Old National Bank: Don't Buy This Shopaholic Bank

| About: Old National (ONB)
This article is now exclusive for PRO subscribers.

It's tough to break old habits. Old National Bank (NYSE:ONB) has been overpaying for acquisitions for decades - and unfortunately, can't seem to stop. I thought Old National was being extravagant when it announced its 1.7X TBV Tower Financial (NASDAQ:TOFC) acquisition back in September (46% premium). But I was flabbergasted by its recent bid for United Bank (OTCQB:UBMI), an average Michigan bank, at a high 2.2X TBV with a colossal 70% premium. This is by no means the first time that Old National emptied out its wallet. Before the Great Recession, Old National routinely paid 2.3X to 4.4X TBV for its takeovers. While I generally like acquisitive banks, I don't want Old National spending my money.

As testament to its spendthrift ways, consider this: Since 1989, Old National has acquired 30 banks housing over $9 billion of assets (not including its 2011 FDIC-assisted Integra transaction or its branch acquisitions from Bank of America.) After all this M&A activity, Old National is still a $9 billion asset bank - nothing more, nothing less. Simply put: After 25 years, Old National has not sustained any organic growth to lift its asset base. Even accounting for dividends paid, Old National has not delivered asset growth.

Moreover, while the slew of acquisitions may have helped expand the bank's geographic footprint, they have not helped investor's bottom line. EPS ttm in December 1996 was 90 cents - today it's 98 cents. In fact, for most of the 1997 to 2007 stretch, EPS was above a dollar. Certainly, the Great Recession hit just about every bank's earnings, but from 1996 through 2007, EPS got very little traction.

ONB EPS Diluted (<a href=

ONB EPS Diluted (TTM) data by YCharts

The culprit is the bank's addiction to M&A. Take a look at the string of mergers. Not too many banks with assets under $10 billion can claim this many acquisitions.

The Last Decade: A Dizzying Acquisition Cycle

Old National has been especially busy these past 10 years. In all, the bank has completed 6 acquisitions, done 8 branch consolidations, and sold 4 sets of non-core branches. It's a costly cycle of acquire, consolidate, divest, rinse and repeat. Take a look:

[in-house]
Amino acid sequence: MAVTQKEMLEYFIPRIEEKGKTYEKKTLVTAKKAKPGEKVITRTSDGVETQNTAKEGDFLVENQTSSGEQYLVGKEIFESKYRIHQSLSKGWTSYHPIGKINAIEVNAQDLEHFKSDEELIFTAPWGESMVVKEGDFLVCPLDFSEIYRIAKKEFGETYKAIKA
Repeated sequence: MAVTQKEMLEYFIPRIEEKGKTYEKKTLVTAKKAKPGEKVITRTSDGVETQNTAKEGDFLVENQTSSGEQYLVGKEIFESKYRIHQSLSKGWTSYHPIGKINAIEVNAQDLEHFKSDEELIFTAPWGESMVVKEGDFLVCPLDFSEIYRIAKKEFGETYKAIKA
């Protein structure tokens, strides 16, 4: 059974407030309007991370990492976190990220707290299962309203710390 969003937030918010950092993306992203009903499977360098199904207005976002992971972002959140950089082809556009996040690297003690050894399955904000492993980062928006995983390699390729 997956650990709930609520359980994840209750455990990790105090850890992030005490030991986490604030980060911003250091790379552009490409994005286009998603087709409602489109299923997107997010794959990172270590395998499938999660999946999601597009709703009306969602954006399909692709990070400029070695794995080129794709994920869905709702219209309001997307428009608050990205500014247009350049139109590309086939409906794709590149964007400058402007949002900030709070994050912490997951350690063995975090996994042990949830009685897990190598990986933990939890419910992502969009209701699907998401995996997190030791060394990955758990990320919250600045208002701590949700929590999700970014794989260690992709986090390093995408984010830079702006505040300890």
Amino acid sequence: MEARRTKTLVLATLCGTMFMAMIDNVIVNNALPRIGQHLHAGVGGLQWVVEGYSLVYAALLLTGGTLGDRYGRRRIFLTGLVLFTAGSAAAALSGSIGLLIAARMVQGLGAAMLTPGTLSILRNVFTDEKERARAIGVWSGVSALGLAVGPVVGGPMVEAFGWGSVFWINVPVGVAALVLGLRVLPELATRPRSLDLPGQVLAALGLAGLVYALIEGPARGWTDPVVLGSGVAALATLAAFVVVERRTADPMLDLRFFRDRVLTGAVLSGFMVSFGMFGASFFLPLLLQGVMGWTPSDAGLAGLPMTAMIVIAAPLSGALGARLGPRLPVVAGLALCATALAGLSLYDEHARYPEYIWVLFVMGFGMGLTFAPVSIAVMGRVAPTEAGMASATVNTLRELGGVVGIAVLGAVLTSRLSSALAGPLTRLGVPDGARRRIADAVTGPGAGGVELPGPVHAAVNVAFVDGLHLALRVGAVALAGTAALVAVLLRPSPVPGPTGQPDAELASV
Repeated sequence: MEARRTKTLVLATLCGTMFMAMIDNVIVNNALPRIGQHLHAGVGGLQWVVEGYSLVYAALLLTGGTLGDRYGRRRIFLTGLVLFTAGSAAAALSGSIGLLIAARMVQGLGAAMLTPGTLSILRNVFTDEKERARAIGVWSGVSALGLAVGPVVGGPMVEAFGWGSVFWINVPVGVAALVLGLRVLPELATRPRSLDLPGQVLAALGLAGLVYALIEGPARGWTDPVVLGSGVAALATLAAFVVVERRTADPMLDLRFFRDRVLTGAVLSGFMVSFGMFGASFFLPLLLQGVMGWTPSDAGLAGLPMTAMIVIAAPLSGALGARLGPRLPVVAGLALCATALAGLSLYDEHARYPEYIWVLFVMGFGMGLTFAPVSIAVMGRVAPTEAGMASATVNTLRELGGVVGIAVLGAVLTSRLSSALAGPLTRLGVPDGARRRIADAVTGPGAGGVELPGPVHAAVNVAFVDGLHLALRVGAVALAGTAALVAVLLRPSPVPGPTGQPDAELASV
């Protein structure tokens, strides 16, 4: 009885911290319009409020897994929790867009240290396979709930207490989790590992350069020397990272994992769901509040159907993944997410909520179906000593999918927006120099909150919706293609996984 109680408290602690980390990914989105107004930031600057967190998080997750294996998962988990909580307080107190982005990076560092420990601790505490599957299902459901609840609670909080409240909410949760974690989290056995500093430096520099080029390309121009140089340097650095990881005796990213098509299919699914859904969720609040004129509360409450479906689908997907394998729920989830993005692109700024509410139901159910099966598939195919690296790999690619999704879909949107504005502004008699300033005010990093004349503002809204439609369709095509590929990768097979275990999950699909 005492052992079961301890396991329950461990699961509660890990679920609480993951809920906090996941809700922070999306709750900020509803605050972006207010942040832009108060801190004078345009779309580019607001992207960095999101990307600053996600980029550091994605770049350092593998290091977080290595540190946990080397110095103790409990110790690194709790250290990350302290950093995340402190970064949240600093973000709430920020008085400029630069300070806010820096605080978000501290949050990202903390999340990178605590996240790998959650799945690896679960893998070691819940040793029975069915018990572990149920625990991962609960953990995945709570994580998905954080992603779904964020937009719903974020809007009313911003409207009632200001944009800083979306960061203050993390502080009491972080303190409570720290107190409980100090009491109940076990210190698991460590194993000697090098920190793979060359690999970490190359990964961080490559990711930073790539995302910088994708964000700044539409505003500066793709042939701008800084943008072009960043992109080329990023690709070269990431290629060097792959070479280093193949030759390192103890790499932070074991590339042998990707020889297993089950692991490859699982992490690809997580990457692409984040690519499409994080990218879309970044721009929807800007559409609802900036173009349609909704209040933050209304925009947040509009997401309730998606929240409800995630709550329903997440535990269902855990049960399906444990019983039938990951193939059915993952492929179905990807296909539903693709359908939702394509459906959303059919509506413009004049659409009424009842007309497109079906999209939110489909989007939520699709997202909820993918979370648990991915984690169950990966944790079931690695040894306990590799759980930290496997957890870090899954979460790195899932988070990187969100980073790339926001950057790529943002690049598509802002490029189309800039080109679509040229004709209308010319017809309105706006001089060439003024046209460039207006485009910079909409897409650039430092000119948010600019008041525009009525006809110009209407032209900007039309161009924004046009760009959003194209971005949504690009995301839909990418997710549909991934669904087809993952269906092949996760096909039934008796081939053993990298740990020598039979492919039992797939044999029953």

Old National Has A $10 Billion Problem

The Durbin debt interchange rule mandates lower debit card fees for banks with over $10 billion in assets. Old National reckons going over that asset figure will cost $8-$12 million a year. The Tower and United Bank deals will add another $1.6 billion putting Old National well over the $10 billion mark. The bank's plan to cope: It will reduce its investment portfolio, sell mortgages, and cut marked purchased assets to keep from going over.

Indeed, it is a no-win situation. Above $10 billion, Old National loses income (and adds other regulatory obligations that come with that asset size) - or it can stay below that figure, using divestments and stunt its growth. Either way, the $10 billion asset size is a significant headwind.

These acquisitions come at a great cost, especially to shareholders who have been getting their positions diluted. For instance, both recently announced deals are financed largely through equity. And investors know what comes next: Old National buys assets, issues stock, and sells down the assets. Unfortunately, it does not repurchase the shares with the proceeds. This has been part of the reason that EPS is the same as it was 10 years ago.

So Is It Any Wonder What You Heard On Its Last Conference Call?

It should come as no surprise that Old National acknowledges a lack of loan growth last quarter which management blames on Washington.

Yet, the stumbling loan growth is nothing new. Notice the widening gap between total assets and loans.

ONB Gross Loans (Quarterly) Chart

ONB Gross Loans (Quarterly) data by YCharts

The Bottom Line

If you want to outperform, don't purchase the stock. Instead, focus on what Old National will buy next. AVOID.

Disclosure: I have no positions in any stocks mentioned, and no plans to initiate any positions within the next 72 hours. I wrote this article myself, and it expresses my own opinions. I am not receiving compensation for it (other than from Seeking Alpha). I have no business relationship with any company whose stock is mentioned in this article.

Additional disclosure: The opinions in this document are for informational and educational purposes only and should not be construed as a recommendation to buy or sell the stocks mentioned. Past performance of the companies discussed may not continue and the companies may not achieve the earnings growth as predicted. The information in this document is believed to be accurate, but under no circumstances should a person act upon the information contained within. We do not recommend that anyone act upon any investment information without first consulting an investment advisor as to the suitability of such investments for his specific situation.